This may seem strange for a JavaScript book, but it helps the reader really understand how precise computer instructions are. Once you have worked through how a computer reads instructions from memory, processes them in the control unit, and executes them in the arithmetic and logic unit, the precision required when instructing computers makes a lot more sense. You then really understand that computers are in fact just logic machines that do precisely what they are told.

Finally, I have a lot of exercises for the reader that are aimed at training their intuition. I have them take programs that work and add features to them. I challenge them to remake previous programs using new ideas.

Mind Matters News It sounds like you are demystifying what the computer is doing.

Jonathan Bartlett: “Demystifying” is a good way of putting it. I spend a lot of time getting readers to look under the hood. Not just How does a computer read instructions? but How does a computer find another computer on the internet? How is data stored in files? How does everything wind up being represented by numbers? What does the file extension do? How is data transmitted on the Internet? People use computers as if they are magic boxes, but a programmer has to get behind the magic and actually know where the data is going and how.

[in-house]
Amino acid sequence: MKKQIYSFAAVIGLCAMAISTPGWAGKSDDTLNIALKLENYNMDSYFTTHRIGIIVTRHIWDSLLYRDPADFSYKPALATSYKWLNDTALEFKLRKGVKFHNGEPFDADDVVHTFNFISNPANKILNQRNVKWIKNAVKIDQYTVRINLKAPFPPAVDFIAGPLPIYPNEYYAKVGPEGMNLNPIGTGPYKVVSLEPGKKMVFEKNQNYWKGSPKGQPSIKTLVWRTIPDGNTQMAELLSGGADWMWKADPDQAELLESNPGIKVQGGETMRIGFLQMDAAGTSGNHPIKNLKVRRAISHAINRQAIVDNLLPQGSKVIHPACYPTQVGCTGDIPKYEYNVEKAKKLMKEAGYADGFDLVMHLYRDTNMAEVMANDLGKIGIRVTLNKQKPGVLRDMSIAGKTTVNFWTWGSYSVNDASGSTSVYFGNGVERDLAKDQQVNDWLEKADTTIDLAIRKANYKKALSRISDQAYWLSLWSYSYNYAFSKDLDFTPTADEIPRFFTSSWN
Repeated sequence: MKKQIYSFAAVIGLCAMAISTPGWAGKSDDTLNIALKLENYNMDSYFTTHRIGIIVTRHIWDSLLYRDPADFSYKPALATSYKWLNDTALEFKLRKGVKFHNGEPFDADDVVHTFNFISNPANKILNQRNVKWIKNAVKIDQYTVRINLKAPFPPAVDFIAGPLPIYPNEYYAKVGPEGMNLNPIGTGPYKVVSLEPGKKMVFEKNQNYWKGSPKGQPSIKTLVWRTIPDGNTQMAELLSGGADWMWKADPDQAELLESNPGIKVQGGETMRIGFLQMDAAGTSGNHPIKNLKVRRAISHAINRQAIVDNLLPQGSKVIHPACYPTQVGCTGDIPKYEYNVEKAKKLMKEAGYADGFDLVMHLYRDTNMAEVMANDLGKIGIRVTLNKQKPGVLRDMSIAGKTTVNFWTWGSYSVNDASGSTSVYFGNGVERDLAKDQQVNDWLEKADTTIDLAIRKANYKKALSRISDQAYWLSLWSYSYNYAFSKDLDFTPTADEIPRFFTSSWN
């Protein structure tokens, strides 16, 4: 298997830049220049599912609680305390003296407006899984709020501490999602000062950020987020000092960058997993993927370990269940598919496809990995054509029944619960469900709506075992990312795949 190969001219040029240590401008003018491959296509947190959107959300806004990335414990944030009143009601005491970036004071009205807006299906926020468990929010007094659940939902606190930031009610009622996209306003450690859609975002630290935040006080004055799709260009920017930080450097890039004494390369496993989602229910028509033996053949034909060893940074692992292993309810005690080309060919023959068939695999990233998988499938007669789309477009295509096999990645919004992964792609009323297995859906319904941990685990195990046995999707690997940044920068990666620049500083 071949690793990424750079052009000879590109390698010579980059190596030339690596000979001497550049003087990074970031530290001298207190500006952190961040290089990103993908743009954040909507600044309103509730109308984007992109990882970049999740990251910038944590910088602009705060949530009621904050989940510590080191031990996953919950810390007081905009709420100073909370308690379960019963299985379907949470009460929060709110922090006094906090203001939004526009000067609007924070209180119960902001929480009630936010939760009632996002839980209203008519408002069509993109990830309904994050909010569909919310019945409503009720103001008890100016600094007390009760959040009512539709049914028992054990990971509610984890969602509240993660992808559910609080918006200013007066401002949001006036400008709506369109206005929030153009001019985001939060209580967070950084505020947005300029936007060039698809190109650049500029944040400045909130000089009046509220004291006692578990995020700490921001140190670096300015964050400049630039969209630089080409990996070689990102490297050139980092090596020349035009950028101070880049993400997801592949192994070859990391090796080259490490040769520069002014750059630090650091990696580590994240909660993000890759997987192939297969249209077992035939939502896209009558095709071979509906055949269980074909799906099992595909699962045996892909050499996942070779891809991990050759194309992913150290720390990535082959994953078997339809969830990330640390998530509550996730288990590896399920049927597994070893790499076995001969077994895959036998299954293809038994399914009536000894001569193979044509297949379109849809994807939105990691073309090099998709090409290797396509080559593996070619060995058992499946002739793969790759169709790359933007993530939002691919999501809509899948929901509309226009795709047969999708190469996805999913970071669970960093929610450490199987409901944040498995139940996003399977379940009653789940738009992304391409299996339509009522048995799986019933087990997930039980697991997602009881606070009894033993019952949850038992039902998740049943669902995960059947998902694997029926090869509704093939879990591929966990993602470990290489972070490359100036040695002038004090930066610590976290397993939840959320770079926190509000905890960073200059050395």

I also offer a huge glossary of terms. To many people starting out in computer programming, it seems like programmers are speaking a different language. Readers can look up the terms they need to know on a regular basis.

Mind Matters News: Thanks for joining us, and good luck with the book!

Note: Computer programming ranks among the best jobs of 2022, according to U.S. News

You may also wish to read: The needless complexity of modern calculus. How 18th century mathematicians complicated calculus to avoid the criticisms of a bishop. The fact is, calculus is taught in such a convoluted way that the natural beauty of it is almost always greatly distorted.

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Jonathan Bartlett’s New Book Takes the Mystery out of Programming